It was a little past 2 p.m. on Oct. 5, 2004, and I recall being a bit nervous, which seemed odd. I was at the Convention Center, holding a pen in one hand, a small tape recorder and a pocket-size notebook in the other. In a few minutes, I would be interviewing Edson Arantes do Nasimento, which is what his mother probably called him when she was upset with him, at least if she was anything like American mothers who tend only to use the middle names of their children when they are dragging them off by the ear.
To the rest of the world, he is known simply as Pele.
In a few minutes, I would be granted a one-on-one interview with the Brazilian soccer legend, the greatest practitioner of The Beautiful Game, which is what he called it. A brief one-on-one interview, I was told. Pele’s got places to be, people to see, things to do. I understood. That’s his job. Few in sports have it. Pele, Ali, Tiger, at least before last Thanksgiving. Gretzky? Maybe in Canada. Maybe in Sweden. Not in Sri Lanka, or Bora Bora.
I wanted to be ready with a question. Not a conventional question about soccer or being a world ambassador, as impressive as that is. I wanted to ask something different, something he had never been asked. Yeah, maybe I would ask about having his likeness plastered across a penny slot machine, like I had assured the slot machine people who had set up the interview.
So I lied.
I decided I would ask Pele about his role in the 1981 prisoner of war movie “Victory,” starring Michael Caine and Sylvester Stallone. Maybe I wouldn’t mention Stallone, because Pele has dined with kings and queens and heads of state. But what if that Rex Reed guy also had been granted a brief interview with Pele? Certainly, that’s something he would have asked.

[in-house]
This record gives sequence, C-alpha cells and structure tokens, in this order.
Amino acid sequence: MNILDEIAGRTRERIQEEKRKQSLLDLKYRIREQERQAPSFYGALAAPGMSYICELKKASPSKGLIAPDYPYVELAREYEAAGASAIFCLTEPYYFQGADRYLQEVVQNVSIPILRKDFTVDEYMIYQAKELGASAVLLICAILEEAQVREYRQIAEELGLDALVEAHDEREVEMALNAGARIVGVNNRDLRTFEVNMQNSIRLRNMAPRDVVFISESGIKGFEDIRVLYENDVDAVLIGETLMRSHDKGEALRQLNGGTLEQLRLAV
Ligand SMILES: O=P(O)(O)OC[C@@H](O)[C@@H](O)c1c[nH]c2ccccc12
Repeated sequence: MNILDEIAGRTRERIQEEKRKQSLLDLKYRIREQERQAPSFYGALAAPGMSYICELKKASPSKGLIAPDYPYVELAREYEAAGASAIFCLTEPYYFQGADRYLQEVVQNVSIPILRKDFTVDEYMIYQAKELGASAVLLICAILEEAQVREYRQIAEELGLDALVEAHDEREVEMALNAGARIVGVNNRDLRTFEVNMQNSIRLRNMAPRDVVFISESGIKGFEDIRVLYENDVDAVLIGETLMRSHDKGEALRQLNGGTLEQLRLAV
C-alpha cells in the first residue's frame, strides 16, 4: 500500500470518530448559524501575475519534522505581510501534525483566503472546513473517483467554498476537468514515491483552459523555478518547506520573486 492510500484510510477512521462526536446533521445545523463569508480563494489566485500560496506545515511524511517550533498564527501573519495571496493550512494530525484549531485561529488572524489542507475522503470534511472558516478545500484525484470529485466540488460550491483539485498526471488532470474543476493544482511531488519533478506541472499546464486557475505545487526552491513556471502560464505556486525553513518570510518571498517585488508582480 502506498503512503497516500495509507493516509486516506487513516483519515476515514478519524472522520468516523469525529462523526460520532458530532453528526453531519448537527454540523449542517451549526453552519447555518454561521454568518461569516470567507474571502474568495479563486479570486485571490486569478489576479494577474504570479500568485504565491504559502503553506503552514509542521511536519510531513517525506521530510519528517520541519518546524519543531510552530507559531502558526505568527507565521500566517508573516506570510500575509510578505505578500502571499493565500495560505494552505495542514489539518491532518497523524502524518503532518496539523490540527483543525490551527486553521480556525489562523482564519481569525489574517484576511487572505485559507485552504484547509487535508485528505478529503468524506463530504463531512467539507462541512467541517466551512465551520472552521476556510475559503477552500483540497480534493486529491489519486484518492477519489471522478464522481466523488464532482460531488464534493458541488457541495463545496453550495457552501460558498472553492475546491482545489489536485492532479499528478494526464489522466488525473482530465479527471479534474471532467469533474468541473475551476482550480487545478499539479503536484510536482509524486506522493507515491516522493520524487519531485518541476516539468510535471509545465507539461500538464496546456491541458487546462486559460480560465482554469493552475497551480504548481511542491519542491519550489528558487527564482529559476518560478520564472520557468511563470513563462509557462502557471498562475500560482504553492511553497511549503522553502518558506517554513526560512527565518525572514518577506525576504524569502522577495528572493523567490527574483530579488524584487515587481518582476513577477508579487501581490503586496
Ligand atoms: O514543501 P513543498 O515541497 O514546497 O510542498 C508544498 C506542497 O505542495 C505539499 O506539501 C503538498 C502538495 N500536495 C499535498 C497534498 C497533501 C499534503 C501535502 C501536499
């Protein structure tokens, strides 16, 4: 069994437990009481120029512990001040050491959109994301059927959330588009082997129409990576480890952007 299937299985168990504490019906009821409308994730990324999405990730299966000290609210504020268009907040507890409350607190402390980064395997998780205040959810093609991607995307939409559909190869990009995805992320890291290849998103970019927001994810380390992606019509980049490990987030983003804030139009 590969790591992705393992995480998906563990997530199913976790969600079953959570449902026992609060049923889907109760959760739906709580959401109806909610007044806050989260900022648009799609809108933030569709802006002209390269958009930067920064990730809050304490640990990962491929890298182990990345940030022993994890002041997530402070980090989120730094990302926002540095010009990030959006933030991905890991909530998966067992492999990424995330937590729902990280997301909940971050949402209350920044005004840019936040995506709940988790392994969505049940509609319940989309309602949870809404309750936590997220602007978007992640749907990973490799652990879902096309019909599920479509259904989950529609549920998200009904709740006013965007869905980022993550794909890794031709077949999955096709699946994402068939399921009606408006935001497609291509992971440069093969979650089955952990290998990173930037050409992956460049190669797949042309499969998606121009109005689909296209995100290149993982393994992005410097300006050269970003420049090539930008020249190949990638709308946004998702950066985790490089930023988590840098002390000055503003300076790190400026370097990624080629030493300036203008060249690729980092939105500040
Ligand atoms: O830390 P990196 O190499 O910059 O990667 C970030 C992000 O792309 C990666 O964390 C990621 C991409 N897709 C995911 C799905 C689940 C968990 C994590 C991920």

Pele’s skills with a soccer ball were so extraordinary that in 1967 the warring nations of Nigeria and Biafra declared a two-day truce just so they could watch him play an exhibition match. Were it not for Cronkite, I might have asked about that.
Nothing I could come up with seemed original or provocative. I had just about resigned myself to asking Pele if his mother had ever called him by his full name and dragged him off by his ear after he had knocked her knickknacks off the living room shelf with a soccer ball when … There, From Out of Nowhere, The Great One materialized.
(I always do a Howard Cosell impression when I tell people about meeting Pele.)
He was sporting a retro Afro hairstyle and wearing a pale green polyester leisure suit and embraced me with a bear hug, as if, I wrote the next day, I had just set him up in the 6-yard box with a teasing cross.
This is how, I was told, Pele greets kings and queens and heads of state, too. I remember people screaming and jumping up and down and a woman who spoke only Spanish, or Portuguese, breaking into tears because Pele had touched the baby she was cradling to her chest. I recalled the conversation I had had a few minutes earlier with a TV producer from Los Angeles who had jumped into his car and driven straight to Las Vegas when he heard Pele would be making a public appearance with slot machines. “I didn’t even change my underwear,” the man said.
I saw all this, and remember it now, which is probably why when it was my turn to speak, the best I could come up with was, “What’s it like to be Pele?”
He spoke for what seemed like 10 minutes and must have answered my question three times, although it was hard to tell because he doesn’t speak English as well as he played soccer, and I don’t speak Portuguese.
It was over quickly, and although I don’t normally do such things when I cross paths with celebrities, I took the little microcassette out of the tape recorder for safe keeping.
Months later, when my mom was visiting and I went to play the tape, Pele’s voice was gone. Some American Legion coach was talking about missing the cutoff man.
My mom then called me by my entire name, and dragged me off by my ear.
Las Vegas Review-Journal columnist Ron Kantowski can be reached at firstname.lastname@example.org or 702-383-0352.